Information Commissioners Office guidance for people using CCTV
Using CCTV at your home
There are many domestic CCTV systems on the market to help you protect your home. If you’re thinking of using one, you need to make sure you do so in a way that respects other people’s privacy.
If you set up your system so it captures only images within the boundary of your private domestic property (including your garden), then the data protection laws will not apply to you.
But what if your system captures images of people outside the boundary of your private domestic property – for example, in neighbours’ homes or gardens, shared spaces, or on a public footpath or a street?
Then the General Data Protection Regulation (GDPR) and the Data Protection Act 2018 (DPA18) will apply to you, and you will need to ensure your use of CCTV complies with these laws. This guidance refers to them as the ‘data protection laws’.
Regardless of whether or not your use of CCTV falls within the data protection laws, the ICO recommends you use it responsibly to protect the privacy of others.
What does ‘private domestic property’ mean?
It means the boundary of the property (including the garden) where you live. This can include rented property, or a private space in a communal residential dwelling – such as a flat, or a private room in a residential care home.
How can I use CCTV responsibly at my property?
You should ask yourself whether CCTV is actually the best way to improve your home security.
Think about the problem you are trying to tackle. It will usually be to safeguard you and your property against crime. Check your local police advice about crime prevention. Better locks, security lighting or an alarm system may be more effective and less expensive ways of securing your property.
If you decide to use CCTV, think about what areas need to be covered, and whether your cameras need to capture images beyond the boundary of your property. Remember, if your cameras don’t capture images beyond your boundary, the data protection laws won’t apply to you.
What is the law if my CCTV captures images of people outside my own home and garden?
If your CCTV captures images beyond your property boundary, such as your neighbours’ property or public streets and footpaths, then your use of the system is subject to the data protection laws.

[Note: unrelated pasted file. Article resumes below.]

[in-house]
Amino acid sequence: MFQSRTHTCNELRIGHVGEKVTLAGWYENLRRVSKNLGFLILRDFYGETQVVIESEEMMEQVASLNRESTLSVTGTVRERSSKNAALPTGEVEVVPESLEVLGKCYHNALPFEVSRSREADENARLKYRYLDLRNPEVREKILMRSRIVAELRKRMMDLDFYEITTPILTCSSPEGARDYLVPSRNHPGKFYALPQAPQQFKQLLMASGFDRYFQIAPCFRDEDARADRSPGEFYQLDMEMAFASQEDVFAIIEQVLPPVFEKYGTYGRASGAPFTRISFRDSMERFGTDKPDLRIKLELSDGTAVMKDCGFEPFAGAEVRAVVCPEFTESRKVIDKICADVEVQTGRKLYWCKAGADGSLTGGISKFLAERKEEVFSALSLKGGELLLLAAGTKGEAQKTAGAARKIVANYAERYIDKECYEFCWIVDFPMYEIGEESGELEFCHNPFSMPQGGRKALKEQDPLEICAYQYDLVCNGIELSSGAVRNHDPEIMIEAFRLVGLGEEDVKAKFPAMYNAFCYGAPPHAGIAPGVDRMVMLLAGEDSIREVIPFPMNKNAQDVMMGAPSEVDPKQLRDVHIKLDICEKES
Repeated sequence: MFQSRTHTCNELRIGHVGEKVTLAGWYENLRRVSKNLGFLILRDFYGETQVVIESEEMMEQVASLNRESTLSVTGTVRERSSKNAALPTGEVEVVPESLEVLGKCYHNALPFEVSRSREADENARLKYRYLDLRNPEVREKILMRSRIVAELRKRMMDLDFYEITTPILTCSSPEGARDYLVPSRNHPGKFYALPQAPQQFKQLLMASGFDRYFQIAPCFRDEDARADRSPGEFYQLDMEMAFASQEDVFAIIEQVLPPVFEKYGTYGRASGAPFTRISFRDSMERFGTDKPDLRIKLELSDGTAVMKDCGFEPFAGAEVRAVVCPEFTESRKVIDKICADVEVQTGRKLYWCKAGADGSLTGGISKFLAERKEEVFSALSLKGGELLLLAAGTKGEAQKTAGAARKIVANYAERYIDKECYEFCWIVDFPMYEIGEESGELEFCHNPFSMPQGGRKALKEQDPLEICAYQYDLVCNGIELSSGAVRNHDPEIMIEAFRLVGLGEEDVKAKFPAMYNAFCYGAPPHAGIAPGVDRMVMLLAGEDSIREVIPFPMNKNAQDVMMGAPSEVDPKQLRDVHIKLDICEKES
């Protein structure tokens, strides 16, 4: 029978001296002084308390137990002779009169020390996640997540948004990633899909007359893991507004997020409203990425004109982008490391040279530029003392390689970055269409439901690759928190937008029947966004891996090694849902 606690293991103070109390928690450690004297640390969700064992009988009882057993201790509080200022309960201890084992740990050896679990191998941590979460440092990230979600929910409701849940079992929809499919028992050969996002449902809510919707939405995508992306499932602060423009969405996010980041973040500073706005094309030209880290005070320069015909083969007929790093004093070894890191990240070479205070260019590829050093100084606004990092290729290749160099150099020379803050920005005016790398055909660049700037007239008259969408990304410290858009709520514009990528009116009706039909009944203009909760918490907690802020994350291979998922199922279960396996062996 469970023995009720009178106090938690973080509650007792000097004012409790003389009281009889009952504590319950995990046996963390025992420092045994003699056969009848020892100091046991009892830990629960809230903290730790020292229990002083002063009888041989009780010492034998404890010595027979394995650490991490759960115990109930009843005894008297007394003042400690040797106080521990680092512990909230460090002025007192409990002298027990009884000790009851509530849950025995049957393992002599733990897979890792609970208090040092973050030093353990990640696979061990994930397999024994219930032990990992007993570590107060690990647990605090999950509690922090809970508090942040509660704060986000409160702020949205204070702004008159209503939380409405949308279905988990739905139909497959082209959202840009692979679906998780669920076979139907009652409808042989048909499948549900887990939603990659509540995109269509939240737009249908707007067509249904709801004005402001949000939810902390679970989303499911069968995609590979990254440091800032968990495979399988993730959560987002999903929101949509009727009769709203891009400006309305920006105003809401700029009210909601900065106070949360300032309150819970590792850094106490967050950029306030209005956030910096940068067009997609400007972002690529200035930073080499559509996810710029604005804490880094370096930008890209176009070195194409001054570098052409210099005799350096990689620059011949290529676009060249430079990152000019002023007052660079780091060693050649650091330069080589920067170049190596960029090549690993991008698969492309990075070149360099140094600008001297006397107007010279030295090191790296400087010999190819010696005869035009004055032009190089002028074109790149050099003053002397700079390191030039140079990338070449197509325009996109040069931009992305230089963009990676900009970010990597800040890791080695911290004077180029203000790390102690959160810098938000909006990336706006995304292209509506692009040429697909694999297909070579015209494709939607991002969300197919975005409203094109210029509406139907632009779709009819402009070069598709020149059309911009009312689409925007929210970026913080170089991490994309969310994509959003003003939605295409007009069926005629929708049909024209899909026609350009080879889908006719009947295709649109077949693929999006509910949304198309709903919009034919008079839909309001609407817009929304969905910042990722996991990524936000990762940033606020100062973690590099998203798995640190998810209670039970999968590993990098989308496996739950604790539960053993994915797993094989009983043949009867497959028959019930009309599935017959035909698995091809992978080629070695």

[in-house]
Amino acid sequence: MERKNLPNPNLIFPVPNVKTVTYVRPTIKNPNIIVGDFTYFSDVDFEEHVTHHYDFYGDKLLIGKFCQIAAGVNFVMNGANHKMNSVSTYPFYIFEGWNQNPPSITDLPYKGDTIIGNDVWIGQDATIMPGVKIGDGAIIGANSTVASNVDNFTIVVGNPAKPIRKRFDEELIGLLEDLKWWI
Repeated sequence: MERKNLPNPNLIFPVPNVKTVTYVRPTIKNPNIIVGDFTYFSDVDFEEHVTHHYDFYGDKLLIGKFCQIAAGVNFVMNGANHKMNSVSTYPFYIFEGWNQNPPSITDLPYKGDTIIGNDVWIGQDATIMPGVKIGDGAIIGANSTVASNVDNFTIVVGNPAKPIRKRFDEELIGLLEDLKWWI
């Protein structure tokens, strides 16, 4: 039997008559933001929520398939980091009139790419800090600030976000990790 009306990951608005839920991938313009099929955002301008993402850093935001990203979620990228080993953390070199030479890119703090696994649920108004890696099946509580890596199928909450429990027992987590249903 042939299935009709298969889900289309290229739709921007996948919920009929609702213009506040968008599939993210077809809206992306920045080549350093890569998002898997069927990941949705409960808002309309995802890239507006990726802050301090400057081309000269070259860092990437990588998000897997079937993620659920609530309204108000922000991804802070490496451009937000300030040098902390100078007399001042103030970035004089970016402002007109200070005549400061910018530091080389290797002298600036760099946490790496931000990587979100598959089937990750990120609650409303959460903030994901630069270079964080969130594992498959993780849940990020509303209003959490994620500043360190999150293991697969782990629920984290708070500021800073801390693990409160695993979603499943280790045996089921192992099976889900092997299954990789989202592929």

This does not mean you are breaking the law. But it does mean that, as the CCTV user, you are a data controller. So you will need to comply with your legal obligations under the data protection laws.
You can still capture images, but you need to show you are doing it in ways that comply with the data protection laws and uphold the rights of the people whose images you are capturing.
What must I do if I capture images of people outside my own home and garden?
If you are capturing images beyond your property boundary, you should have a clear and justifiable reason for doing so. In particular, you will need to think why you need these images. If asked by an individual or the ICO, you will need to be able to explain your reasons, so you should write them down now. You should also write down why you think capturing the images is more important than invading the privacy of your neighbours and passers-by.
You will also need to:
You also need to make sure you respect the data protection rights of the people whose images you capture. This includes the following things:
What happens if I break the law?
If you fail to comply with your obligations under the data protection laws, you may be subject to enforcement action by the ICO. This could include a fine. You may also be subject to legal action by affected individuals, who could pursue court claims for compensation.
What else should I think about?
Where do I get more information?
LHP cannot provide any official or legal advice on this manner, but for any informal discussion you are welcome to contact our Privacy Manager on 0345 604 1472 or via email@example.com
For official advice, please contact The Information Commissioner’s Office, Wycliffe House, Water Lane, Wilmslow, SK9 5AF
Tel: 0303 123 1113 (local rate) or 01625 545 745 if you prefer to use a national rate number
Lincolnshire Housing Partnership Limited registered as a charitable Community Benefit Society under the Co-operative and Community Benefit Societies Act 2014 with registered number: 7748. Data Protection registration number: ZA345449 Registered Office: Westgate Park, Charlton Street, Grimsby, North East Lincolnshire, DN31 1SQ